-- Likewise, the religious right wresting full ownership of the barbarism away from what used to be a centrist coalition is going to accelerate its decline. Because there is little consensus from Christian sect to Christian sect on capital punishment, and amping up the frothing intensity is just going to expose those fissures. Yeah, the real Old Testament kool-aid drinkers amongst Southern Baptists are all for it. But the reason so many northern states abolished it early is because the Catholics are vehemently against it. And the Mormons are in their own universe with the Mountain West states maintaining more archaic execution options like the electric chair and firing squad, but giving the inmate the choice. A way...by their logic...to enforce scarcity and sober choices of who to execute through some contradictory combo of public brutality and limited freedom for the prisoner to choose his method of repentance. Despite having plenty of blood on their hands (esp. in Nevada), the Mormons are not allies with the Pentecostal yahoos in the deep South on raw bloodlust. And throw in the drug trafficking part...it'll split supporters in the West who see that as a moral abdication. I would expect some more loophole-tightening (if not outright abolition) in Utah, Idaho, Montana...and a political battleground in execution-happy Nevada, especially since it's swinging much bluer. Split the Mormons by going too far, and then this starts getting a lot more regionally isolated to the Old Confederacy. And melting-pot Nevada becomes the next post-Virginia target for the Freeeeeeeeeee Market to have its say, with Vegas being in the crosshairs.

-- And third...immigration. It's abolished in Mexico, every Central American country except Guatemala, and most of South America. What's the predominant religion of all of Latin America: Catholicism. Whitey's going to be on the wrong side of this numbers game...soon. And on this issue Southern racists are completely consistent with every other issue in freaking the fuck out and self-immolating over it.



So, in my relatively informed (if somewhat dated) academic opinion this isn't wishful thinking. And we are indeed somewhere well into the Beginning of The End. Unfortunately, you're talking at least 20 more years of barbarism and probably no intervention from the Supreme Court to stop it (this isn't 1976...even if there weren't so many conservative turds on SCOTUS, 40 years of pronounced States Rights lean makes the precedent hard). But the silent majority is going to disappear out from under them as the non-practicing states get scared away, the religious coalitions splinter because not everyone can sustain such tortured logic, and...most importantly...the 1% keep deciding it's a business liability and buy their politicians accordingly. 2030 maybe it'll be isolated enough to a half-dozen big body count Southern states where the pressure is withering enough to put them in a vice grip of business sanctions and federal action and wrestle them to the ground. But I wouldn't expect the annual body count to decline that much until then. Texas, Oklahoma, Moranjortsistan, Alabama...they're going to double-down on it. Progress is going to come from the non-practicing states closing their loopholes, then some high-profile battlegrounds like Virginia, Florida, and Nevada. The national body count will be the last thing to reflect the trend towards abolition, but that doesn't mean the trend isn't well underway.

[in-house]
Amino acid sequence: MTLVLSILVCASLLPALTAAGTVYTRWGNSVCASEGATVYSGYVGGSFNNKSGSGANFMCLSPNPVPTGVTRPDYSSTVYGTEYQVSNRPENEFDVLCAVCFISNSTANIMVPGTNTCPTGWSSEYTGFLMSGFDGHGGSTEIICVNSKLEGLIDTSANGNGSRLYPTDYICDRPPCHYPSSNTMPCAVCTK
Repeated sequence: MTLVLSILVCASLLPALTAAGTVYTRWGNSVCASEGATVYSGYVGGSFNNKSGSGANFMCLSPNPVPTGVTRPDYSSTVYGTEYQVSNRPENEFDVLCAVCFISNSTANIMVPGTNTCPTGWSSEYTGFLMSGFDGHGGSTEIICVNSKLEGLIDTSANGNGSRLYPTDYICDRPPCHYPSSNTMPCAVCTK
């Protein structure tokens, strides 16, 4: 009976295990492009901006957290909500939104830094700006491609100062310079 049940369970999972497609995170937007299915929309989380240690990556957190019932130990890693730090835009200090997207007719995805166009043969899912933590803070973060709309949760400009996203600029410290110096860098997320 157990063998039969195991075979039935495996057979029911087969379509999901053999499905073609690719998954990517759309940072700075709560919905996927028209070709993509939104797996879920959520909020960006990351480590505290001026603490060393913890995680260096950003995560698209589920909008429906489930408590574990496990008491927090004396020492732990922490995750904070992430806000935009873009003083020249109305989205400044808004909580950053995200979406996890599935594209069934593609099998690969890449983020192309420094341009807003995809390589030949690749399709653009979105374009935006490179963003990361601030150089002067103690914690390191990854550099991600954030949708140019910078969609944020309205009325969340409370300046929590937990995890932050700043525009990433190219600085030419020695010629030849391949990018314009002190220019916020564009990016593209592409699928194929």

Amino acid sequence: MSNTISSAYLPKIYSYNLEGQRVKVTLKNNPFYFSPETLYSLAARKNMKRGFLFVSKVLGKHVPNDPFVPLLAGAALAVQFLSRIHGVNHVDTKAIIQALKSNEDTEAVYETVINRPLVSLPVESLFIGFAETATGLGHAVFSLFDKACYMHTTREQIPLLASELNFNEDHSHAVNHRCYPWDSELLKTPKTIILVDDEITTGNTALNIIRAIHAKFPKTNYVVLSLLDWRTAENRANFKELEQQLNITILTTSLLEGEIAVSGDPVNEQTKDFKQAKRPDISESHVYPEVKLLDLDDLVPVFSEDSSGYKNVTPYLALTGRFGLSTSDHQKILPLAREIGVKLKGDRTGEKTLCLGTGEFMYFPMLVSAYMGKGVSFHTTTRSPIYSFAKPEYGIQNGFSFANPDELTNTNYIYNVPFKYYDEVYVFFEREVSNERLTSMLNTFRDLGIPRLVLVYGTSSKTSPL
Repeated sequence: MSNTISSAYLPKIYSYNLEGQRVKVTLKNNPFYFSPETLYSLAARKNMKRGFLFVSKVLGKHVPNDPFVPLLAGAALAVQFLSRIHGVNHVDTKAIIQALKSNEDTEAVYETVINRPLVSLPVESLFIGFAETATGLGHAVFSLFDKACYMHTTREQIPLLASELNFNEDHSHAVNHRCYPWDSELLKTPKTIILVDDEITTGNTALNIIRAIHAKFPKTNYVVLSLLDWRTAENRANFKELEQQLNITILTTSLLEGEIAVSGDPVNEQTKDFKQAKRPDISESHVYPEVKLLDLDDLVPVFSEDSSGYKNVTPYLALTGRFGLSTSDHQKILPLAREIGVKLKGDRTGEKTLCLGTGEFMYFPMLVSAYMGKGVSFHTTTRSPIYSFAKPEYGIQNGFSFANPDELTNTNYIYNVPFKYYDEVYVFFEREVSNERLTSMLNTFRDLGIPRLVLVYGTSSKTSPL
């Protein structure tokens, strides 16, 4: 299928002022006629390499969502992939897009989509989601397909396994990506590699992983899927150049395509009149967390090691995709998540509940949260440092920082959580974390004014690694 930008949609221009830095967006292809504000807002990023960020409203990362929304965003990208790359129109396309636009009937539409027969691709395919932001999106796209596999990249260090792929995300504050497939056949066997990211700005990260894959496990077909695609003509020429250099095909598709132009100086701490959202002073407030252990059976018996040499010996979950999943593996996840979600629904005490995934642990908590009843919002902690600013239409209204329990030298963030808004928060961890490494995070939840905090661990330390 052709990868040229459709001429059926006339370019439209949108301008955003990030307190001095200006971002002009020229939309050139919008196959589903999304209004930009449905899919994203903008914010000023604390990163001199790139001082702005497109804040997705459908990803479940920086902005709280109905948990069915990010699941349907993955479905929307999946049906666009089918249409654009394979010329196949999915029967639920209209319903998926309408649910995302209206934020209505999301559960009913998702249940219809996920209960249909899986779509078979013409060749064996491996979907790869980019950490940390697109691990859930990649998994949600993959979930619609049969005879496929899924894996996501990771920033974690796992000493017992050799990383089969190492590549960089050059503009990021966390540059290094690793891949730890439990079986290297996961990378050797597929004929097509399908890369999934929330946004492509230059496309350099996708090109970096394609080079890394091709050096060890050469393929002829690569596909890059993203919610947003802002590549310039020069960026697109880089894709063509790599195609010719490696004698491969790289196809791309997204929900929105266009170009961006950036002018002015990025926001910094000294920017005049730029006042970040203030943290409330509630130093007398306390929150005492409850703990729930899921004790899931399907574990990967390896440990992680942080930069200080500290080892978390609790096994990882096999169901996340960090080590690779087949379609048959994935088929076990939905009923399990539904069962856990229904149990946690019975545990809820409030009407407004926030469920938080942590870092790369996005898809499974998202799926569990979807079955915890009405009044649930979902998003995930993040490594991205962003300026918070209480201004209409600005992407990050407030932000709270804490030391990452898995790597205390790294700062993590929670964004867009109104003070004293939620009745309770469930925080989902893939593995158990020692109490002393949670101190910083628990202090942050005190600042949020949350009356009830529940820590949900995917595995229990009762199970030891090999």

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Re: Injected with Love: The Death Penalty Thread

Post by Dr. Medulla » 01 May 2014, 9:12am

I'll just add an actuarial component in that the Boomers are dying off (slowly, but still), and that they, more than any other generation, promote these kinds of Old Testament solutions. As they fade from political importance, a little less blood-soaked policy becomes more feasible. I hope. (Xers came of age during the conservative ascendency, but don't have as much stomach for crusades. So it's a bit of a toss-up.)
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Re: Injected with Love: The Death Penalty Thread

Post by Rat Patrol » 01 May 2014, 9:57am

Dr. Medulla wrote:I'll just add an actuarial component in that the Boomers are dying off (slowly, but still), and that they, more than any other generation, promote these kinds of Old Testament solutions. As they fade from political importance, a little less blood-soaked policy becomes more feasible. I hope. (Xers came of age during the conservative ascendency, but don't have as much stomach for crusades. So it's a bit of a toss-up.)
Well, of course. Plus a whole littany of other things like advances in DNA evidence exonerating such an outsized % of death row inmates, and the race bias that's even worse than the general prison population (note: this point was the crux of the research I had to do for my thesis).

But you don't even have to hedge on those factors, or account for a spread of opinions from glass-half-full to glass-all-empty about people's intentions when 3 truisms act as reliable predictors backed by near-bulletproof data: